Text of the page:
Ensuring Equal Entrance into the CPA Profession

Takes a look at the testing accommodations available to candidates who must manage their disabilities while they venture to complete the CPA Exam.

by Elisabeth Felten, CPA May 26, 2021, 09:29 AM

The rigor of the Uniform CPA Examination is a considerable hurdle for those pursuing a career in accounting. For a subset of candidates, though, it is the testing environment itself that poses the greatest challenge. For those candidates, accommodations based on a proven need can be provided.

The Americans with Disabilities Act Amendments Act of 2008 (ADAAA), formerly the Americans with Disabilities Act of 1990, requires testing entities to offer exams in a manner accessible to persons with disabilities. The purpose of an accommodation is to adjust the environment, not the exam itself, to ensure candidates with disabilities have the opportunity to fairly participate in licensing exams. According to the U.S. Department of Justice, Disability Rights Section, “When needed testing accommodations are provided, test-takers can demonstrate their true aptitude.”1


To be eligible for testing accommodations, a candidate must have a disability as defined by the ADAAA. Recent data shows 7% of Pennsylvanians between the ages of 18 and 39 and 13.7% of the total population have a qualifying disability.2

Once eligibility is established, candidates must demonstrate they have a current need for testing accommodations and that a reasonable accommodation can be provided. An accommodation is deemed reasonable if it meets a candidate’s need, is feasible, and does not create undue hardship on the testing administrator.

Testing accommodations for the CPA Exam are handled by the National Association of State Boards of Accountancy (NASBA). Candidates who meet the criteria may request accommodations by submitting an accommodations form, which can be found at nasba.org. That form, with supporting documentation, must be sent to NASBA’s CPA Examination Services (CPAES) at least 45 days prior to the intended test date.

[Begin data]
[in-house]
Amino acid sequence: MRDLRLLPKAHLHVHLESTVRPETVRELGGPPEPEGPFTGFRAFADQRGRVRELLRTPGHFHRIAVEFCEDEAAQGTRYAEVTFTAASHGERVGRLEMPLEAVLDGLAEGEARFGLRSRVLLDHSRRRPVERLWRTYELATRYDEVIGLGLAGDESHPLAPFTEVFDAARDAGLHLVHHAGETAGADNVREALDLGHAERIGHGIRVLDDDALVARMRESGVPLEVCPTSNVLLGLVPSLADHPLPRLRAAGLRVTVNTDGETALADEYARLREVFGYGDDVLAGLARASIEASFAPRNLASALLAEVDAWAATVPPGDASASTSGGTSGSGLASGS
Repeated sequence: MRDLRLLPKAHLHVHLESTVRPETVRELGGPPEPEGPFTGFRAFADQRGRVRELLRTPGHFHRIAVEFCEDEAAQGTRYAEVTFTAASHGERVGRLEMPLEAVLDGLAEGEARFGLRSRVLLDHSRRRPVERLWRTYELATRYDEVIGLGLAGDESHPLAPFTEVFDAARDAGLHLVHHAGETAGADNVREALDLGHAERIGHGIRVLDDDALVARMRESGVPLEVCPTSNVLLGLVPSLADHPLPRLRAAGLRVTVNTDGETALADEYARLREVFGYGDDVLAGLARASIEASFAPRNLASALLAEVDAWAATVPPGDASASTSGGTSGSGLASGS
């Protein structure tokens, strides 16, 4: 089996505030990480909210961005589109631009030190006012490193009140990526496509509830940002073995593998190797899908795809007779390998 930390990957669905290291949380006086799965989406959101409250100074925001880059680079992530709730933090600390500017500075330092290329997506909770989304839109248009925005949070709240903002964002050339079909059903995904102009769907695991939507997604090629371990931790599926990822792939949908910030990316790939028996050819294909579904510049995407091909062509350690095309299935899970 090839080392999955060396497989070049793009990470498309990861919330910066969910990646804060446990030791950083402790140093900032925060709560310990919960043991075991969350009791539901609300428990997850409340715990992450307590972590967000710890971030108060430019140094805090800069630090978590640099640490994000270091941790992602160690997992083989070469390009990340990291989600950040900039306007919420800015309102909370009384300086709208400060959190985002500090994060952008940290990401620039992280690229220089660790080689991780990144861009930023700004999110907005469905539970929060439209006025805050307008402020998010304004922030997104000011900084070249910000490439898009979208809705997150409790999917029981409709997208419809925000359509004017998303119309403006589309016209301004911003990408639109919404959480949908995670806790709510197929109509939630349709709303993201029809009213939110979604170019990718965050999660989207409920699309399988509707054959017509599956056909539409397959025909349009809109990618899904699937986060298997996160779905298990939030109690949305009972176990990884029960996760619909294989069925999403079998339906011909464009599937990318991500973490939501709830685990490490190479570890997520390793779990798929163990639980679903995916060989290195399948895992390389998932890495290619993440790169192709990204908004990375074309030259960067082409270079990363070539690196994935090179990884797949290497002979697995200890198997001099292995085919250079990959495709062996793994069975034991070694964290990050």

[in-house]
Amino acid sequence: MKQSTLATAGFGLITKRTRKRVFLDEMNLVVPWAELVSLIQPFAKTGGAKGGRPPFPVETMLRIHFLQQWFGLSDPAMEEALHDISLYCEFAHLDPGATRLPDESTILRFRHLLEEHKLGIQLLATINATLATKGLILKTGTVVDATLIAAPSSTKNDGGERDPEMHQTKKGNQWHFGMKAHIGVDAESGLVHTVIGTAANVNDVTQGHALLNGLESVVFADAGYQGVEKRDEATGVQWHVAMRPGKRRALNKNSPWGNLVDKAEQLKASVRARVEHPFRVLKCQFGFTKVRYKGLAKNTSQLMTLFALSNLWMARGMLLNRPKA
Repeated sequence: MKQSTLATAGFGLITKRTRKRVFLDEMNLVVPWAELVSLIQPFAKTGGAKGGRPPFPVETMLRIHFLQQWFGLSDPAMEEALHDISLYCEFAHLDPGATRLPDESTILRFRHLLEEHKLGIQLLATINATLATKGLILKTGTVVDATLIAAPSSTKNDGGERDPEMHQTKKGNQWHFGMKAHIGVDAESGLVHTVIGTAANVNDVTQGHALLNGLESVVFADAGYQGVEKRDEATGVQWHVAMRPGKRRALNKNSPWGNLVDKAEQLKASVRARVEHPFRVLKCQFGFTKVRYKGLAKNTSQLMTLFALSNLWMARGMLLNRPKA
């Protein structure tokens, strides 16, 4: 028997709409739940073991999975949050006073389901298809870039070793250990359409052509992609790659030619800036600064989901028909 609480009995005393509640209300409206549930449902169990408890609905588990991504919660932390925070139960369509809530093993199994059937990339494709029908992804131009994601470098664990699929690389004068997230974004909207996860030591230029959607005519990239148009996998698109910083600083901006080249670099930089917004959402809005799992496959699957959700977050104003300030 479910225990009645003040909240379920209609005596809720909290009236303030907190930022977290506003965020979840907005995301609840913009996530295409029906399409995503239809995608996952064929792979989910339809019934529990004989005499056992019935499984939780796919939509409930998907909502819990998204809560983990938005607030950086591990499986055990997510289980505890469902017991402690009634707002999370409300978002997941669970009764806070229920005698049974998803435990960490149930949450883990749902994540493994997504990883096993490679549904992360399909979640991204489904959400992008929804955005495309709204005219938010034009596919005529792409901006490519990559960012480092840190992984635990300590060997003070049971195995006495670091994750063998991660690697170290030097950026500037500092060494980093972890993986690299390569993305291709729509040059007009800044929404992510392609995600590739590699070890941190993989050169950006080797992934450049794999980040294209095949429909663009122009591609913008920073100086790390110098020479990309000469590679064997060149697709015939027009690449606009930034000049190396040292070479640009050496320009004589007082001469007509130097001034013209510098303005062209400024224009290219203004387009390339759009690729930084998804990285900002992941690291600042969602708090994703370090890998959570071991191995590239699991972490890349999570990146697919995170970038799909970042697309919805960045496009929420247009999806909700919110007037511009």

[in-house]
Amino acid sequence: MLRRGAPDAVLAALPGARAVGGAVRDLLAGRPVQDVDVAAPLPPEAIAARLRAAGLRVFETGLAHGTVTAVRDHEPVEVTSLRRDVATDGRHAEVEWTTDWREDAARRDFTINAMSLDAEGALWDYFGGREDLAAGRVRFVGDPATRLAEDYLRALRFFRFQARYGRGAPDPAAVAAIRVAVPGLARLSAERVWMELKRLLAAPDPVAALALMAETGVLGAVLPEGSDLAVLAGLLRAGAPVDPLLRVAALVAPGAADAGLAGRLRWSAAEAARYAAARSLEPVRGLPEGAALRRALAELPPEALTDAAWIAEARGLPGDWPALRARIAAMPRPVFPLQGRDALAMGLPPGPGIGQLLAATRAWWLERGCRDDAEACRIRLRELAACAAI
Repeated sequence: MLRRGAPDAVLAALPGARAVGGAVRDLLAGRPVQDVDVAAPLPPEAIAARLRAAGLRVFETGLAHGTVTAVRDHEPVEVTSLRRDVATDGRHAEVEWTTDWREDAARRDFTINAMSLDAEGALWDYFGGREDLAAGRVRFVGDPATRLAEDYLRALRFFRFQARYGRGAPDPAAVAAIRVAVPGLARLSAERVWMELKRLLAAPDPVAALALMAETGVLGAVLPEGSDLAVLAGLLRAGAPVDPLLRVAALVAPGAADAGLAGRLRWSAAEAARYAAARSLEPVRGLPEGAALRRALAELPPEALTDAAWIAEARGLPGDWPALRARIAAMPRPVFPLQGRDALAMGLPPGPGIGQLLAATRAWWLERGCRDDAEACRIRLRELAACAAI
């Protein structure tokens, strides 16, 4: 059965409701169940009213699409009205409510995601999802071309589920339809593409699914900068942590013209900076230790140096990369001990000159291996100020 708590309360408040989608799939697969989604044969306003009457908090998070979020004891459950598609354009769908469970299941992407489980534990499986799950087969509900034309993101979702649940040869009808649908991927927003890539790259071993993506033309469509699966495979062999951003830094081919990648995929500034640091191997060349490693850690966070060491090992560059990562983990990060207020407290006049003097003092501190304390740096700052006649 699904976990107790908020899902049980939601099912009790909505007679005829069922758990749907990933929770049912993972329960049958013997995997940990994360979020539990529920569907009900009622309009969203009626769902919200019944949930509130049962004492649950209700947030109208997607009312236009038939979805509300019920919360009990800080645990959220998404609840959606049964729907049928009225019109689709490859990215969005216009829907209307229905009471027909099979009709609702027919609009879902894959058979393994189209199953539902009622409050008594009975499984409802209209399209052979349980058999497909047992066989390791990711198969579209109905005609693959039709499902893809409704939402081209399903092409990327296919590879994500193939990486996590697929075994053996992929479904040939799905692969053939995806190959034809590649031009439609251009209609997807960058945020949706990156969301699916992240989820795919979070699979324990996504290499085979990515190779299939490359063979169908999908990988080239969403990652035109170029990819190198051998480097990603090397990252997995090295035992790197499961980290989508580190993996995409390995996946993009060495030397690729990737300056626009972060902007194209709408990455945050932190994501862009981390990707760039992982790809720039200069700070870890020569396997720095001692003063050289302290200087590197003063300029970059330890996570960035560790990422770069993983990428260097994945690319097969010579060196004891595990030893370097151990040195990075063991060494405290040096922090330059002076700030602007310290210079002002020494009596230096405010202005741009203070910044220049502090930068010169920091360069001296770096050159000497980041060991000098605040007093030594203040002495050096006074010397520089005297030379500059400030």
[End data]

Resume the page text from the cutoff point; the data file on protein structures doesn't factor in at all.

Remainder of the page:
The required documentation must provide evidence of a substantial limitation to physical or mental functioning, as evaluated by a licensed or otherwise qualified professional with credentials appropriate to diagnose and treat the disability. Among other things, the documentation should describe the extent of the disability, the criteria for diagnosis, the diagnosis, type and length of treatment, and recommended accommodation. Due to the time needed to evaluate requests, it is critical that candidates start the process as soon as they decide to sit for the exam.

Once approved, candidates receive a Testing Accommodations Notice to Schedule from NASBA and can then arrange for their exam by contacting the Testing Accommodations Department of Prometric, the administrator of the CPA Exam. A candidate who arrives at a testing location without prior scheduling with the Testing Accommodations Department will not be offered any special accommodations.

Types of Accommodations

NASBA offers approximately 80 different testing accommodations that are standardized across testing centers.3 While candidates must pay for any evaluations required to substantiate the need for accommodations, the cost of accommodations is paid by CPAES.

Prometric provides private testing rooms for those candidates using audible accommodations, as well as for those with concentration challenges. Special headsets to cancel out background noise and additional time to complete the exam also are available.

Numerous accommodations are cited on the Prometric website, but they are not all-inclusive. Any appropriate and reasonable accommodation may be requested as long as the need is substantiated.4 Additionally, Prometric has a list of preapproved medical devices and items that can be brought into a testing center without preauthorization, such as canes and walkers, hearing aids, and certain medical devices such as insulin pumps. Other items that may be brought without prior approval include unwrapped pills, glucose monitors, EpiPens, inhalers, lumbar supports, and ice packs.5

Testing accommodations play an important role in ensuring equal entrance to the profession. As such, employers and educators are encouraged to provide this information to all potential candidates. More information can be found at nasba.org. The Prometric Testing Accommodations Department can be reached at (800) 967-1139.

1 ADA Requirements Testing Accommodations, U.S. Department of Justice, Civil Rights Division, Disability Rights Section (Oct. 9, 2020). https://www.ada.gov/regs2014/testing_accommodations.html
2 Disability in the Commonwealth 2013-2017, Pennsylvania State Data Center (Oct. 13, 2020). https://pasdc.hbg.psu.edu/sdc/pasdc_files/researchbriefs/Feb_2019.pdf
3 “An Acquired Passion Leads to Helping CPA Exam Candidates with Disabilities Succeed in Testing,” NASBA (Dec. 11, 2020). https://nasba.org/blog/2019/09/17/adam-herjeczki
4 Testing Accommodations, Prometric (Dec. 5, 2020). https://live-prometric.pantheonsite.io/sites/default/files/FINALTesting-Accommodations.pdf
5 Testing Accommodations Pre Approved Personal Items, Prometric (Dec. 5, 2020). https://www.prometric.com/sites/default/files/2020-03/Permissible-items_20200310_5.pdf

Elisabeth Felten, CPA, is assistant professor of business for DeSales University in Center Valley. She can be reached at elisabeth.felten@desales.edu.

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